Blaine and I enjoy being parents, in theory. However, lately it has not been so joyful. The kids have been acting in ways that make me question our decision not to beat them with sticks. I don't think this would help or change their behavior, but I'm going bald from tearing out my hair in frustration.
So, after church on Sunday, which was somewhat of a breaking point with dealing with their behavior: individually, together, toward each other, toward us and life in general (it's a whole gestalt thing), we announced we would be having a talk.
Blaine and I sequestered ourselves in our room and told the kids we would be out once we had collected ourselves. They knew we were not happy. So, it was a wonderful moment of them looking at us and then at each other and thinking, "oh no." (That only lasted for a second because as soon as we shut our door, they started fighting again).
We made a list of all the things they are doing that, frankly piss us off. It was actually a much longer list than either of us anticipated.
I would never approach kids, or anyone with a list of things I don't like or things not to do. It's counter productive and just begs people, and kids are people, to go on the defense and not be able to hear what you have to say.
Our kids are wicked smart and do not like to be pandered. For example, when Kalyn was 2 1/2 and was not brushing her teeth, I made a sticker chart to mark tooth brushing with promises of rewards at certain intervals. She promptly yanked it from the wall, tore it into pieces, threw it at me and informed me, "I don't need a sticker chart." How dare I have belittled my 2 1/2 year old with something as trivial as a sticker chart? Did I think she was 1 or something?
So, you see what we are working with. It is like survivor around here. It's not just parenting, it's outwitting, outplaying and outlasting the young ones of the tribe.
Forever ago I bought "The Family Virtues Guide" by Linda Kavelin Popov (published by Plume, a division of the Penguin Group, 1997). It's an amazing book. I've used it to teach Sunday School and for parenting a long time ago. There are 52 virtues in the book. Each has a quote from a spiritual text that exemplifies the virtue. Then they discuss why we should practice this virtue, how to practice the virtue, what success will look like, what the need to work on it will look like and it gives great questions to discuss the virtue. Each virtue chapter is ended with an affirmation.
Blaine and I decided to pick 4 virtues and stress those for the next month. We will use the language of the virtues for correcting and directing kids with what to do. The first 2 days have worked well and if nothing else have given a more positive spin to things.
I read our church newsletter yesterday. It was interesting because the letter from our pastor was about just thins kind of thing. Thinking about our actions in terms of virtues. So, I feel we are on a good track. If nothing else, the beating with sticks will continue to not be an option.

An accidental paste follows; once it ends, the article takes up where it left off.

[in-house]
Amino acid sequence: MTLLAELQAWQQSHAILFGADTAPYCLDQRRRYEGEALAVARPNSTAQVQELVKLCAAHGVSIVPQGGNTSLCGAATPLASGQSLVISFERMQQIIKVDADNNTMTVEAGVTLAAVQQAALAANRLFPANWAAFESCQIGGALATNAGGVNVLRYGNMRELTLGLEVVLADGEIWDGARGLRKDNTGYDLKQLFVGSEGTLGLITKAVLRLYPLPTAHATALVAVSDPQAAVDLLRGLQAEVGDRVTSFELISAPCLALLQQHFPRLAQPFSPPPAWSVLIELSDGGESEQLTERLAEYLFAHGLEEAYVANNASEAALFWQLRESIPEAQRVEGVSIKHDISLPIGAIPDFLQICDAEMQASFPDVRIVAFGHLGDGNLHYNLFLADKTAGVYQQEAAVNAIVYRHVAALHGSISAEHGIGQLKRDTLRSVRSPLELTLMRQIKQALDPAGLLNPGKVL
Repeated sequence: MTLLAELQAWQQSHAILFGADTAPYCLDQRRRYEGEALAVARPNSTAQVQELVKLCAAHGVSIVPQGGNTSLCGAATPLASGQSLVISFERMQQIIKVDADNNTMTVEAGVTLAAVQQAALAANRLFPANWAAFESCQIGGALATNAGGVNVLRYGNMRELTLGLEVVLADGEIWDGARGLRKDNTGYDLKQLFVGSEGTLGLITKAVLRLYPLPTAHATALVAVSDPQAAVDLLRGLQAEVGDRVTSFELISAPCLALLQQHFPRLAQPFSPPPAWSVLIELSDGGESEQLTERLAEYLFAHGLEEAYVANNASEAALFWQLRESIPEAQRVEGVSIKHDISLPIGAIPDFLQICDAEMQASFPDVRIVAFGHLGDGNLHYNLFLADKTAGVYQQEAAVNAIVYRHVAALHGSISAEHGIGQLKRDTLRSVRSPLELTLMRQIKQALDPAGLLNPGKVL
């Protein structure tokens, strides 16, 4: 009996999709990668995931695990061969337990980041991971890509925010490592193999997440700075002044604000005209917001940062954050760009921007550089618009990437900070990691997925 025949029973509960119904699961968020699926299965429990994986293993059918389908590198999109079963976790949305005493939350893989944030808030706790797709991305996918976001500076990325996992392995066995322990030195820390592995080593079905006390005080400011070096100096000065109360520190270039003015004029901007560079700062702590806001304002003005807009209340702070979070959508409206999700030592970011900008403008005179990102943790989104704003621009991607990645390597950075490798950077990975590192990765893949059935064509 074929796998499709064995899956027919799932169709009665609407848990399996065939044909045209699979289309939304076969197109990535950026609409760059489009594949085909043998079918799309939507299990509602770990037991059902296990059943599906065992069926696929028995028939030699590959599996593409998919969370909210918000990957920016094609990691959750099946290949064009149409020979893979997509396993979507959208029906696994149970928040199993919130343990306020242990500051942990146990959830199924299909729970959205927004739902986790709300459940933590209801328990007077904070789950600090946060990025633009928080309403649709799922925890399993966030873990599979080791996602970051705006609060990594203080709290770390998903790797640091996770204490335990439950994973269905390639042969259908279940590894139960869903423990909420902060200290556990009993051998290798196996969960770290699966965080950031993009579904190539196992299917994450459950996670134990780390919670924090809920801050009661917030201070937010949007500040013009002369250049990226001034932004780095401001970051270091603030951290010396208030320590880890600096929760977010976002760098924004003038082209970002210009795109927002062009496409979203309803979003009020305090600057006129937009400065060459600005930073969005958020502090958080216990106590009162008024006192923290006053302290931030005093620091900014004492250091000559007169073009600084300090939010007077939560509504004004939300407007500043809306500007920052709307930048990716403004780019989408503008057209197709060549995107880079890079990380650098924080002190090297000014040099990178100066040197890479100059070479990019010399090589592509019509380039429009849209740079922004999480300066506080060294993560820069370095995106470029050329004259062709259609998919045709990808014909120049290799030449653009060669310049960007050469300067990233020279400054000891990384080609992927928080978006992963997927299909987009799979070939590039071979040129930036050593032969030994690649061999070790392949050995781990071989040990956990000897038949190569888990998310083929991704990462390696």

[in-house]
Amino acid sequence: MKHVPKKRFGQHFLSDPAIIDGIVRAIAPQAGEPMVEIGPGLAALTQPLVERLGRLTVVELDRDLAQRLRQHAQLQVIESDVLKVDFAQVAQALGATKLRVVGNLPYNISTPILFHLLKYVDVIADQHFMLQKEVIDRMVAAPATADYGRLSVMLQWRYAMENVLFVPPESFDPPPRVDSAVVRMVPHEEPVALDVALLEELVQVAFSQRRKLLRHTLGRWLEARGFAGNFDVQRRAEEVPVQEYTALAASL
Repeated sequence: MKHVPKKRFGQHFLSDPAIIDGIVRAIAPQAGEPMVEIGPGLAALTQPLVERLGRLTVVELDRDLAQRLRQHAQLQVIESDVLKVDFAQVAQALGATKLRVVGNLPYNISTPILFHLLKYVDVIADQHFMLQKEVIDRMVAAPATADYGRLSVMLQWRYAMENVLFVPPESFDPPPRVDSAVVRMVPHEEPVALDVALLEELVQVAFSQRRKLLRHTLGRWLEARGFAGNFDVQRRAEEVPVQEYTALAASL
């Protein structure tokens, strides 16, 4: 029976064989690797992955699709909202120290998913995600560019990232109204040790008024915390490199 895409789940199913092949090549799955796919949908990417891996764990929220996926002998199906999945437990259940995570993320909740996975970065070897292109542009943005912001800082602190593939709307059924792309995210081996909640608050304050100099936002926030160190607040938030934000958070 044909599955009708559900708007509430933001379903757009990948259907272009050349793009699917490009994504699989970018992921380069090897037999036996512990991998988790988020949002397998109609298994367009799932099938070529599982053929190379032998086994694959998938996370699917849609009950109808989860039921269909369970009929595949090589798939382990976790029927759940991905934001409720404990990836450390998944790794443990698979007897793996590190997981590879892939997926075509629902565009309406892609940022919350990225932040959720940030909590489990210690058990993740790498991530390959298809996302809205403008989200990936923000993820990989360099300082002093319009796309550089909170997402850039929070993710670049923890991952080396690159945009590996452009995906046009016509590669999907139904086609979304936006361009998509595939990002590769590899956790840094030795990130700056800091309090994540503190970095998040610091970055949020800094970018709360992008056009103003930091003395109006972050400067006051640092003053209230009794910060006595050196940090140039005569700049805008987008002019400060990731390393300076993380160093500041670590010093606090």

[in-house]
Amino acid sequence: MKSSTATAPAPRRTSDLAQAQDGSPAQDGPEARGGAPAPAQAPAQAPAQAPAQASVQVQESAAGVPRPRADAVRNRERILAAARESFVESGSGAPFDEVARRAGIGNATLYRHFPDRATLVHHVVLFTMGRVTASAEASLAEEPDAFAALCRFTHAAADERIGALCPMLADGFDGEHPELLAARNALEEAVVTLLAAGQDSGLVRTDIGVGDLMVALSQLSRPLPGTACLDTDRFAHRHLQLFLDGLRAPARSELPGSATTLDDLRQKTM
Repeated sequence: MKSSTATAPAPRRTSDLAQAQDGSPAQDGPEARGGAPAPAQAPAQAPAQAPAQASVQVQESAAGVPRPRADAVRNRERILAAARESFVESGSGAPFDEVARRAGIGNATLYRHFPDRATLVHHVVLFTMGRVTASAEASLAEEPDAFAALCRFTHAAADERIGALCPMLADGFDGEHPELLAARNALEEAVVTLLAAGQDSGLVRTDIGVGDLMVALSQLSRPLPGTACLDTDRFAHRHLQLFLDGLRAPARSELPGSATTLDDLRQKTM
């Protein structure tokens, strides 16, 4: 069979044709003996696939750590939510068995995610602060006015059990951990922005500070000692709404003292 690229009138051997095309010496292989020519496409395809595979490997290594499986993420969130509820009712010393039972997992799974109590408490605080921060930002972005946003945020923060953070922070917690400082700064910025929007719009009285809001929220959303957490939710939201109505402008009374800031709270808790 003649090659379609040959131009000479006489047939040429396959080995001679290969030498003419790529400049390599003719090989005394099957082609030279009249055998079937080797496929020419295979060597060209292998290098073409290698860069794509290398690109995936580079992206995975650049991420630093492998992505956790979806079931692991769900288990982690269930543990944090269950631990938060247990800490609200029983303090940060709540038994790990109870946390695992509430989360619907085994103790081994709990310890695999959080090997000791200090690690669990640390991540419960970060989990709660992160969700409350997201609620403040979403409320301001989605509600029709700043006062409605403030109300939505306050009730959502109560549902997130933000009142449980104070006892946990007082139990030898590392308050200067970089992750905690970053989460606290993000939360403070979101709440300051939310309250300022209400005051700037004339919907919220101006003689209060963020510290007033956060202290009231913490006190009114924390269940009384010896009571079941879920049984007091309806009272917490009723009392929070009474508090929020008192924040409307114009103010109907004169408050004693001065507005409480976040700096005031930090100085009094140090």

Below I will list the virtues we chose, the spiritual quote that goes with, the rule in our house that specifically is being addressed, and the affirmation. Feel free to read on, or if not interested the summary of this blog post is this: I was going to put my children to the streets to fend for themselves and this new approach has given them a stay, not a full pardon, but a stay.
"He who finds the right path does so for himself; and he who goes astray does so to his own loss; and no one who carries a burden bars another's load." - Al-Qur'an 17:15
- Keep all of your things in their proper place
I am responsible. I give me best to all that I do and keep my agreements. I welcome both praise and correction for my actions.
"In every aspect of life, purity and holiness, cleanliness and refinement, exalt the human condition and further the development of man's inner reality. Even in the physical realm, cleanliness will conduce to spirituality." - Selected Writings of Abdu'l-Baha
- Eat all snacks in the kitchen and clean up your mess
I keep myself fresh and clean. I put my things and my life in order. With God's help I am able and willing to clean up any mistakes.
"A man is not an elder because his head is gray...he in whom truth, virtue, gentleness, self-control, moderation, he who is stedfast and free from impurity, is rightly called and elder...is called respectable." -Dhammapada 260-263
- Listen to your parents. Stop talking when asked to do so.
I am respectful. I treat others and myself as we deserve to be treated. I show courtesy to everyone. I learn from the wisdom of my elders.
"Are not five sparrows sold for two small coins? Yet not one of them has escaped the notice of God. Even the hairs on your head have all been counted. Do not be afraid. You are worth more than many sparrows." -Luke 12:6-7
-Ask others for help and respect in an assertive way.
I am assertive. I think for myself and do what I feel is right. I tell the truth about what is just. I know I have the right to be treated with respect.
This blog is a stream of conciousness from my head to the keyboard to the screen. There will be talk of random subjects. If you have delicate eyes, proceed with caution. I like to talk about controversial subjects and sex a lot. So, take heed my friends. This is not a blog for debate, but for love and sharing. If your views do not match my own, love to you, but don't bring the rest of us down. That's all I'm saying.